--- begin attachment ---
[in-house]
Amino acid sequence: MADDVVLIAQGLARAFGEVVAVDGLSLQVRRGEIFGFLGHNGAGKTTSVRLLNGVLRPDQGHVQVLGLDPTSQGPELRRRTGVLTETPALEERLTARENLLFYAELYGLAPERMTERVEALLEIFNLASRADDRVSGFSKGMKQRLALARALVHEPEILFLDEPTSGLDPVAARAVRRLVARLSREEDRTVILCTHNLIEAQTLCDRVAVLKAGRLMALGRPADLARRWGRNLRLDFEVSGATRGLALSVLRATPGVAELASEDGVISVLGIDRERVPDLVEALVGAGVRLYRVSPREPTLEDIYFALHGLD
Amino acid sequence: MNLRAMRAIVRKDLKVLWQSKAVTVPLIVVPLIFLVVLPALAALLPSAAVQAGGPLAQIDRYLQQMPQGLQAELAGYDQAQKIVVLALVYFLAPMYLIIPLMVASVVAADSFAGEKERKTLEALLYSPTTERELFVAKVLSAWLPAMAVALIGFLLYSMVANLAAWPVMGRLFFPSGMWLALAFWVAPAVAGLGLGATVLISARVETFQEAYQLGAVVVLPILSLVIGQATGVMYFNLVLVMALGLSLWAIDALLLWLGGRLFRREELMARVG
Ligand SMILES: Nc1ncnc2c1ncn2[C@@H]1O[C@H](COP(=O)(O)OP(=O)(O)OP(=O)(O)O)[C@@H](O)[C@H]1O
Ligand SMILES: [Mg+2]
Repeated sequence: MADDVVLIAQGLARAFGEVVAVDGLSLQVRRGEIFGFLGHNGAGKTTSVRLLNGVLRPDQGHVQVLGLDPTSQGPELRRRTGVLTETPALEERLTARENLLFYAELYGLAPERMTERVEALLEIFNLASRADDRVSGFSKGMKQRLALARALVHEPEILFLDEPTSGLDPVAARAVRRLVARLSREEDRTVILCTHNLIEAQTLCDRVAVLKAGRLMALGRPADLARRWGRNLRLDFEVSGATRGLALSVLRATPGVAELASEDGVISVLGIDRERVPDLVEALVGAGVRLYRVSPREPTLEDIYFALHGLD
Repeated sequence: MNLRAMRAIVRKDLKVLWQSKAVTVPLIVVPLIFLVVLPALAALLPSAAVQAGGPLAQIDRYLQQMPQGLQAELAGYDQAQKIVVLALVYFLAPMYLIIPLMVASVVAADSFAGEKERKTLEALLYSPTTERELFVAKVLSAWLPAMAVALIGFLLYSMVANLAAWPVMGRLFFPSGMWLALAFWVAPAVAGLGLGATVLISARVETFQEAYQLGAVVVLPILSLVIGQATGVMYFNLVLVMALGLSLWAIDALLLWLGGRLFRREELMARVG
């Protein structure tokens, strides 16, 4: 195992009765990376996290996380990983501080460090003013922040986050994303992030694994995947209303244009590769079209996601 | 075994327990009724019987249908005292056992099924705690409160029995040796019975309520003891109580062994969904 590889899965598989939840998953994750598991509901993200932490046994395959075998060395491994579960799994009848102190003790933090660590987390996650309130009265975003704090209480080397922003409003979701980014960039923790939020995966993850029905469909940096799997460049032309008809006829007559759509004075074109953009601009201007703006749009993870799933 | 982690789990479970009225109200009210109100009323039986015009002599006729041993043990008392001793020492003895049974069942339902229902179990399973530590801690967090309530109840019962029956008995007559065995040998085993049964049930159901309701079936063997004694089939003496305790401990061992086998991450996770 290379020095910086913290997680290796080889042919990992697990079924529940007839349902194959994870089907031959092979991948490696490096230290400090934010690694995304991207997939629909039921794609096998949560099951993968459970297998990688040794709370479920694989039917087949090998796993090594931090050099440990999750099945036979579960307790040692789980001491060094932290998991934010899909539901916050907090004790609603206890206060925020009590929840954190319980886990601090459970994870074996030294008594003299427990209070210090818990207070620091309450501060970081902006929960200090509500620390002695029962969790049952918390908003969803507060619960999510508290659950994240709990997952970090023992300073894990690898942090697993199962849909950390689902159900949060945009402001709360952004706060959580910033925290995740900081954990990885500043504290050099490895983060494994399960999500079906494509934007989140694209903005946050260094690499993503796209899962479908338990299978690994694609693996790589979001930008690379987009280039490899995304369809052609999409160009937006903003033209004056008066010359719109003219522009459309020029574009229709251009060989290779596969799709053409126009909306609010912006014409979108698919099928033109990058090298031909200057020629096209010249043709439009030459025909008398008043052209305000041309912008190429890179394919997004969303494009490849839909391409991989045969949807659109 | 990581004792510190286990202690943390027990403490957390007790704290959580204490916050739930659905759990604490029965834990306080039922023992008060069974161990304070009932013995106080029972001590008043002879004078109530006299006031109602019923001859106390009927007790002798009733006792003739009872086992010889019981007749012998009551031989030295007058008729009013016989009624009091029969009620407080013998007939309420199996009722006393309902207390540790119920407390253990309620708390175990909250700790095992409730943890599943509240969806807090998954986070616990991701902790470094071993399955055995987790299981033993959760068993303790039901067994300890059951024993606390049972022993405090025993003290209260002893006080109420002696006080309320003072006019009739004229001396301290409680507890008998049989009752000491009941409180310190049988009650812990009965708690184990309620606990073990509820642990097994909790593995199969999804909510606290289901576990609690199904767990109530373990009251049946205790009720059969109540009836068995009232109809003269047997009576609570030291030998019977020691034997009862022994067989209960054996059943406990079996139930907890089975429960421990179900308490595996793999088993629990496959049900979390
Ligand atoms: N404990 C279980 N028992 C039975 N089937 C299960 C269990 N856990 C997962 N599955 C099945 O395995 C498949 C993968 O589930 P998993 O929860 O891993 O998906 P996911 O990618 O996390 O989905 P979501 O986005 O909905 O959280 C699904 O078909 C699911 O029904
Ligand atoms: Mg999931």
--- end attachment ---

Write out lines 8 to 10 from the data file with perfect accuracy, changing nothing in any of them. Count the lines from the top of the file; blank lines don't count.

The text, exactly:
């Protein structure tokens, strides 16, 4: 195992009765990376996290996380990983501080460090003013922040986050994303992030694994995947209303244009590769079209996601 | 075994327990009724019987249908005292056992099924705690409160029995040796019975309520003891109580062994969904 590889899965598989939840998953994750598991509901993200932490046994395959075998060395491994579960799994009848102190003790933090660590987390996650309130009265975003704090209480080397922003409003979701980014960039923790939020995966993850029905469909940096799997460049032309008809006829007559759509004075074109953009601009201007703006749009993870799933 | 982690789990479970009225109200009210109100009323039986015009002599006729041993043990008392001793020492003895049974069942339902229902179990399973530590801690967090309530109840019962029956008995007559065995040998085993049964049930159901309701079936063997004694089939003496305790401990061992086998991450996770 290379020095910086913290997680290796080889042919990992697990079924529940007839349902194959994870089907031959092979991948490696490096230290400090934010690694995304991207997939629909039921794609096998949560099951993968459970297998990688040794709370479920694989039917087949090998796993090594931090050099440990999750099945036979579960307790040692789980001491060094932290998991934010899909539901916050907090004790609603206890206060925020009590929840954190319980886990601090459970994870074996030294008594003299427990209070210090818990207070620091309450501060970081902006929960200090509500620390002695029962969790049952918390908003969803507060619960999510508290659950994240709990997952970090023992300073894990690898942090697993199962849909950390689902159900949060945009402001709360952004706060959580910033925290995740900081954990990885500043504290050099490895983060494994399960999500079906494509934007989140694209903005946050260094690499993503796209899962479908338990299978690994694609693996790589979001930008690379987009280039490899995304369809052609999409160009937006903003033209004056008066010359719109003219522009459309020029574009229709251009060989290779596969799709053409126009909306609010912006014409979108698919099928033109990058090298031909200057020629096209010249043709439009030459025909008398008043052209305000041309912008190429890179394919997004969303494009490849839909391409991989045969949807659109 | 990581004792510190286990202690943390027990403490957390007790704290959580204490916050739930659905759990604490029965834990306080039922023992008060069974161990304070009932013995106080029972001590008043002879004078109530006299006031109602019923001859106390009927007790002798009733006792003739009872086992010889019981007749012998009551031989030295007058008729009013016989009624009091029969009620407080013998007939309420199996009722006393309902207390540790119920407390253990309620708390175990909250700790095992409730943890599943509240969806807090998954986070616990991701902790470094071993399955055995987790299981033993959760068993303790039901067994300890059951024993606390049972022993405090025993003290209260002893006080109420002696006080309320003072006019009739004229001396301290409680507890008998049989009752000491009941409180310190049988009650812990009965708690184990309620606990073990509820642990097994909790593995199969999804909510606290289901576990609690199904767990109530373990009251049946205790009720059969109540009836068995009232109809003269047997009576609570030291030998019977020691034997009862022994067989209960054996059943406990079996139930907890089975429960421990179900308490595996793999088993629990496959049900979390
Ligand atoms: N404990 C279980 N028992 C039975 N089937 C299960 C269990 N856990 C997962 N599955 C099945 O395995 C498949 C993968 O589930 P998993 O929860 O891993 O998906 P996911 O990618 O996390 O989905 P979501 O986005 O909905 O959280 C699904 O078909 C699911 O029904
Ligand atoms: Mg999931």